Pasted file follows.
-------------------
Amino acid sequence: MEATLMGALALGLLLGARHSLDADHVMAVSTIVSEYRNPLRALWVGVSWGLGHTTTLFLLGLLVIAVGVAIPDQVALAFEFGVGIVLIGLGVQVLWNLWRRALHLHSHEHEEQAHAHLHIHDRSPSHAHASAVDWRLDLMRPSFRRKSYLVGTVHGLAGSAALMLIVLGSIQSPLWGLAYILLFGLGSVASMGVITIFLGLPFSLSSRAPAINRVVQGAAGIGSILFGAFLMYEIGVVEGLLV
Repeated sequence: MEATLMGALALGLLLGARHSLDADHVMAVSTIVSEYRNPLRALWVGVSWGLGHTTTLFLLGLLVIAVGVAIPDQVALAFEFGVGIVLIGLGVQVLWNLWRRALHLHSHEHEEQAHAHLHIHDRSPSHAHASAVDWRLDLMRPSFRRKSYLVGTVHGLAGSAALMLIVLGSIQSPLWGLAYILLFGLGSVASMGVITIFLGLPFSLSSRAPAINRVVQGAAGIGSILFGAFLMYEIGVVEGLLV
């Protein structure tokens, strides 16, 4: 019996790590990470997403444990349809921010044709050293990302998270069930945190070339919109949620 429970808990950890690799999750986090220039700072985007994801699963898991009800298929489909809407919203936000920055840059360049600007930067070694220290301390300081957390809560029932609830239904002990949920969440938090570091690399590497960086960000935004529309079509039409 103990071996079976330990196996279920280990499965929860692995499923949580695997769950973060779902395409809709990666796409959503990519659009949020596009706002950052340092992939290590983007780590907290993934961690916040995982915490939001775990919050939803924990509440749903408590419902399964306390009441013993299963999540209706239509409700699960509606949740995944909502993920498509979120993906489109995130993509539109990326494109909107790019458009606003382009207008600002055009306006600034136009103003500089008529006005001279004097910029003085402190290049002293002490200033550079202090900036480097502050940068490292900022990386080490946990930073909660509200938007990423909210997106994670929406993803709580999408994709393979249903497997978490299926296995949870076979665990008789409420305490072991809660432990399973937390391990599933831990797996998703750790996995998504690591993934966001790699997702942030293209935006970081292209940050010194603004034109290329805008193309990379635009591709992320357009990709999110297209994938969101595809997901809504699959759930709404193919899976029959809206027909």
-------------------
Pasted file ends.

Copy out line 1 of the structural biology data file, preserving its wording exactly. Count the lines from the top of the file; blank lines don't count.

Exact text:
Amino acid sequence: MEATLMGALALGLLLGARHSLDADHVMAVSTIVSEYRNPLRALWVGVSWGLGHTTTLFLLGLLVIAVGVAIPDQVALAFEFGVGIVLIGLGVQVLWNLWRRALHLHSHEHEEQAHAHLHIHDRSPSHAHASAVDWRLDLMRPSFRRKSYLVGTVHGLAGSAALMLIVLGSIQSPLWGLAYILLFGLGSVASMGVITIFLGLPFSLSSRAPAINRVVQGAAGIGSILFGAFLMYEIGVVEGLLV